Feasibility study of a hybrid ice protection system

Tobias Strobl, Stefan Storm, David Thompson, Mirko Hornung, Frank Thielecke

Research output: Contribution to journalArticlepeer-review

33 Scopus citations

Abstract

Akey design factor impacting the use of electrical power to drive aircraft systems and subsystems is energy efficiency. With the design of an all-electric, hybrid ice protection system, energy consumption can be reduced to a large extent. The hybridization is achieved through an intentional partitioning of the ice at the stagnation line by melting via surface heating and ice shedding in the unheated regions of the airfoil surface via an electromechanical deicing systembased on piezoelectric multilayer actuators. To further reduce energy consumption, the adhesion forces between the ice and the airfoil surface can be reduced using an ultrasmooth,nanostructured surfacewithwater-and ice-repellent properties that encourages ice shedding. Experimental investigations, performed in a laboratory-scale icing wind tunnel for a smallscale configuration, reveal that the hybrid approach for ice protection reliably sheds the ice accreted on the airfoil surface.Comparedwith an all-thermoelectric systemfor ice protection investigated in the same icingwind tunnel facility using identical test conditions, the hybrid approachwas demonstrated to reduce power consumption up to 91%. Beyond the laboratory tests, numerical simulations of the hybrid strategy analogous to the one used for the experiments are performed. The time history of the residual ice shapes aft of the heated region is simulated using the ice accretion prediction software LEWICE2D for a wet-running anti-icing subsystem. Finite element analyses of the effects of the piezoelectric actuators are then performed using Abaqus to investigate the ice-shedding capability in the unheated regions of the airfoil surface. The numerical results show that the variation in the different ice shapes affects the stiffness of themodel. It becomes obvious that the critical threshold for ice shedding, that is, the stiffness that determineswhether residual ice delaminates fromthe airfoil surface, is affected to aminor extent by the interfacial area and predominantly by the thickness of the ice layer. Further, the simulation results correlate well with experimental results obtained in the icing wind tunnel. It can be concluded that reliable operation of the hybrid system for ice shedding can be guaranteed when using a harmonic sweep excitation able to excite the structure at its resonance.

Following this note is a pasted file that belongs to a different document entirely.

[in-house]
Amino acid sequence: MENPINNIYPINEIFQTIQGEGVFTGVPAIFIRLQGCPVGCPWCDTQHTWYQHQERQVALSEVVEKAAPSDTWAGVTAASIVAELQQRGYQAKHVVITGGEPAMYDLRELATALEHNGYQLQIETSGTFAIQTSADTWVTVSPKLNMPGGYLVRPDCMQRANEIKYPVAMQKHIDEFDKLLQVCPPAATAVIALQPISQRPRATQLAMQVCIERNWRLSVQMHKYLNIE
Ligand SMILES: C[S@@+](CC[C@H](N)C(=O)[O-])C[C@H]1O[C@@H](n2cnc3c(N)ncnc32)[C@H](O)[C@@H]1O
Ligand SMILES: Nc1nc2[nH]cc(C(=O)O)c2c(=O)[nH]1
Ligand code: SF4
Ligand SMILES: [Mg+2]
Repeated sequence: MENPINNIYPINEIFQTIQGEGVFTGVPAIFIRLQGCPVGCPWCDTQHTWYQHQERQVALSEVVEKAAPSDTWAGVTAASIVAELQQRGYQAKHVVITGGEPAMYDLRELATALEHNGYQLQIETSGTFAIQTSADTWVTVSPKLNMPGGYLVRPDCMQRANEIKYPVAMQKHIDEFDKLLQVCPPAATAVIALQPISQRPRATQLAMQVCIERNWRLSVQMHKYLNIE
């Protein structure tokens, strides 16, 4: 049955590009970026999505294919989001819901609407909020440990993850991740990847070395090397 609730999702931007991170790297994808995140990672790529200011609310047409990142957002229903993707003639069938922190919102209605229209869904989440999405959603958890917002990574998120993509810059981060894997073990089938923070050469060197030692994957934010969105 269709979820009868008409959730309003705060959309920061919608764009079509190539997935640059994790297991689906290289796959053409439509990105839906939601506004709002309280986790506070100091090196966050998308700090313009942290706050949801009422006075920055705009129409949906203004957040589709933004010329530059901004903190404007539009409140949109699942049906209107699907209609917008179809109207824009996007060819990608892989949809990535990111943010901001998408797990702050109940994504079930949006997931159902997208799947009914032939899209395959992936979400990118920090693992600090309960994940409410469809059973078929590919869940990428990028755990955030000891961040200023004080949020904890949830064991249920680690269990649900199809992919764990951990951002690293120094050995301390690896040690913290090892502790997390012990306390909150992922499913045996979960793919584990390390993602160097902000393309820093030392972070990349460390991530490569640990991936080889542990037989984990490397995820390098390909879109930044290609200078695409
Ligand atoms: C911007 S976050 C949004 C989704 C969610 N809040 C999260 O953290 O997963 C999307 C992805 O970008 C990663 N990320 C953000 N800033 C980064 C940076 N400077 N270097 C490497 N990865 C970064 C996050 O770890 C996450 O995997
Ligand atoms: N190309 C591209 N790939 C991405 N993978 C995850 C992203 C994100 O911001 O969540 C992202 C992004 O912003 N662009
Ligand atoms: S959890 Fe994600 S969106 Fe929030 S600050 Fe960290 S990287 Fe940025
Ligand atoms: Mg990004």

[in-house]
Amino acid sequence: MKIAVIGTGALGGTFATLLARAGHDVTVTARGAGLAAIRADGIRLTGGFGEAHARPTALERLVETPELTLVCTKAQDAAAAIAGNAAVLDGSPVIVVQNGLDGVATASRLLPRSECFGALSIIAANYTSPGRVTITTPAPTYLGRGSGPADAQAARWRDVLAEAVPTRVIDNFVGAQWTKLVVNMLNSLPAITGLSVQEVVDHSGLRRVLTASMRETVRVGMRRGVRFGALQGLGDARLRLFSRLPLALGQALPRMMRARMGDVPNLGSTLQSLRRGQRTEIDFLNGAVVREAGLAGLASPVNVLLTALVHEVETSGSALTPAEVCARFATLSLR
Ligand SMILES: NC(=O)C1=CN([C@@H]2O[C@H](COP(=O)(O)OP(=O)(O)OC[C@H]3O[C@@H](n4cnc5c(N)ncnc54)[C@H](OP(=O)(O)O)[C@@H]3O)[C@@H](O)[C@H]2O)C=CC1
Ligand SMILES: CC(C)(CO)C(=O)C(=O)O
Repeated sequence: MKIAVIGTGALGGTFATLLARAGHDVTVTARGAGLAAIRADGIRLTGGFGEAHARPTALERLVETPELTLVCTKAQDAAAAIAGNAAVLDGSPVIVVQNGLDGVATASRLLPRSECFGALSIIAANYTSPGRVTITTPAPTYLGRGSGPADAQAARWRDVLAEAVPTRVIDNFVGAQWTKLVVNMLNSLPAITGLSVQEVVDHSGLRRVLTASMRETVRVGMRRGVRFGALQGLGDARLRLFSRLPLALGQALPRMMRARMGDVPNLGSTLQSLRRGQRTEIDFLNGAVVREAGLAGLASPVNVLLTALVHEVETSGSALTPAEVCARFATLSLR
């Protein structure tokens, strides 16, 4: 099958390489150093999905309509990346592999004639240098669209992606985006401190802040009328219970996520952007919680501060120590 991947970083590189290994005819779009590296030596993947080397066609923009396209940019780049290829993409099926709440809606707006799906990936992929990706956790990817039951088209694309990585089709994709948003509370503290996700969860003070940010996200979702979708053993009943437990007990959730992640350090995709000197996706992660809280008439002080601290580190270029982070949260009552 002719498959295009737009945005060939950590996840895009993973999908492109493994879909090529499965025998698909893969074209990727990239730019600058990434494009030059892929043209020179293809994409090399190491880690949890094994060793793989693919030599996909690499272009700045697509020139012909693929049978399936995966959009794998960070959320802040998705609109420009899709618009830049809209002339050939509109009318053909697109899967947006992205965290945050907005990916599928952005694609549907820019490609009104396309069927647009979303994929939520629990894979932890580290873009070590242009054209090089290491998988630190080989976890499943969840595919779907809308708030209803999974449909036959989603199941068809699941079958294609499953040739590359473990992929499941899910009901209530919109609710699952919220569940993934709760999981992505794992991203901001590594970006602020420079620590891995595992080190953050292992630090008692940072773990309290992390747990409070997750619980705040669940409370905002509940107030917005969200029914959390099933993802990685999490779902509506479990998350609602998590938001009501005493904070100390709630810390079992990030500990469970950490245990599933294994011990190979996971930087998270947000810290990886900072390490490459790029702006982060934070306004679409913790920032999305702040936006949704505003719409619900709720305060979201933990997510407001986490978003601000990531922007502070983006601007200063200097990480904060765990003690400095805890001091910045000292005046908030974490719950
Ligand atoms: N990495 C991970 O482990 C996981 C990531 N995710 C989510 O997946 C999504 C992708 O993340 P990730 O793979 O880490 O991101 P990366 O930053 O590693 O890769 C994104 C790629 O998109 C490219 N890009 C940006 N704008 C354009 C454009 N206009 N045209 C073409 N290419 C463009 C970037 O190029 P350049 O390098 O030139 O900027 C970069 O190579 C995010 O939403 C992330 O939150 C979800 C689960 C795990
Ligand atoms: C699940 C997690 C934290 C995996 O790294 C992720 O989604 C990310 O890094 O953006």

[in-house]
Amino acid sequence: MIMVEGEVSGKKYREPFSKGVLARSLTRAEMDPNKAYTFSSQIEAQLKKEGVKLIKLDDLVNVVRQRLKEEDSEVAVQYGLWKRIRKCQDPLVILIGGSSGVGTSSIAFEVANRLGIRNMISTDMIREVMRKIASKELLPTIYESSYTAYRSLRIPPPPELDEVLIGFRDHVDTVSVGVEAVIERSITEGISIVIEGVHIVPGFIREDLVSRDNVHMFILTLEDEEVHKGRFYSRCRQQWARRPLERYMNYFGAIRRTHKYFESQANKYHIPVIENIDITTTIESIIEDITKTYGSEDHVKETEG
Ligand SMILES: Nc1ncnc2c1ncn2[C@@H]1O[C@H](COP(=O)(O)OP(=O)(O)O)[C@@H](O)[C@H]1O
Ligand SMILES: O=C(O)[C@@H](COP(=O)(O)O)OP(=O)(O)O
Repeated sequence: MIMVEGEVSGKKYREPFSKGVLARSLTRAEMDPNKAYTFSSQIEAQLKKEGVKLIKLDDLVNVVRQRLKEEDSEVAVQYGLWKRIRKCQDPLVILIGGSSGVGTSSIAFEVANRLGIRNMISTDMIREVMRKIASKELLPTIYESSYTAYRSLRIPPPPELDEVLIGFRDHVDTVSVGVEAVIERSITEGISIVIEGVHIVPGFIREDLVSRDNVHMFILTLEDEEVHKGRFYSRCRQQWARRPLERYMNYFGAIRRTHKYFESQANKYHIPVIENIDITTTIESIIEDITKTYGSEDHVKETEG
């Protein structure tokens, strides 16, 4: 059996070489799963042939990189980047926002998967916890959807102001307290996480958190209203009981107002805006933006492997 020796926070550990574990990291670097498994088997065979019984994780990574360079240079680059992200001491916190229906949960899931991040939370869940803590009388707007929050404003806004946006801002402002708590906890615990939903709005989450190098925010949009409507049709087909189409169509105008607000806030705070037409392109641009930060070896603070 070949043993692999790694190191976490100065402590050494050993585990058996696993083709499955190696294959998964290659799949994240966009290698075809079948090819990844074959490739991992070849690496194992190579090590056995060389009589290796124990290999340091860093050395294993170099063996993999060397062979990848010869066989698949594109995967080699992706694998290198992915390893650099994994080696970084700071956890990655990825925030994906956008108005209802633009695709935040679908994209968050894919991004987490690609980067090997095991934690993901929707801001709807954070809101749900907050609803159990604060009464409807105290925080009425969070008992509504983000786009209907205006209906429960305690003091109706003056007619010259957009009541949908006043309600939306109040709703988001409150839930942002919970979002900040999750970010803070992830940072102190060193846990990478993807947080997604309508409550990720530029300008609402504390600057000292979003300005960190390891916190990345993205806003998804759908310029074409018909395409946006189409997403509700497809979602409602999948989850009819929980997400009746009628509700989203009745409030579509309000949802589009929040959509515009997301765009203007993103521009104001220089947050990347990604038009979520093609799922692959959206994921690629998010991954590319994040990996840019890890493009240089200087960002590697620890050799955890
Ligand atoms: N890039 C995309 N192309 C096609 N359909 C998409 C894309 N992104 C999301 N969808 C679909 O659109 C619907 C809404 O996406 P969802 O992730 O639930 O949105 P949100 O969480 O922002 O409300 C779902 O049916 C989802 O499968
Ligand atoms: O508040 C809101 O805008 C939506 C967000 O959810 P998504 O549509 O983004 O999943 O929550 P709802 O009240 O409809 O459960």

Original languageEnglish
Pages (from-to)2064-2076
Number of pages13
JournalJournal of Aircraft
Volume52
Issue number6
DOIs
StatePublished - 2015

Fingerprint

Dive into the research topics of 'Feasibility study of a hybrid ice protection system'. Together they form a unique fingerprint.

Cite this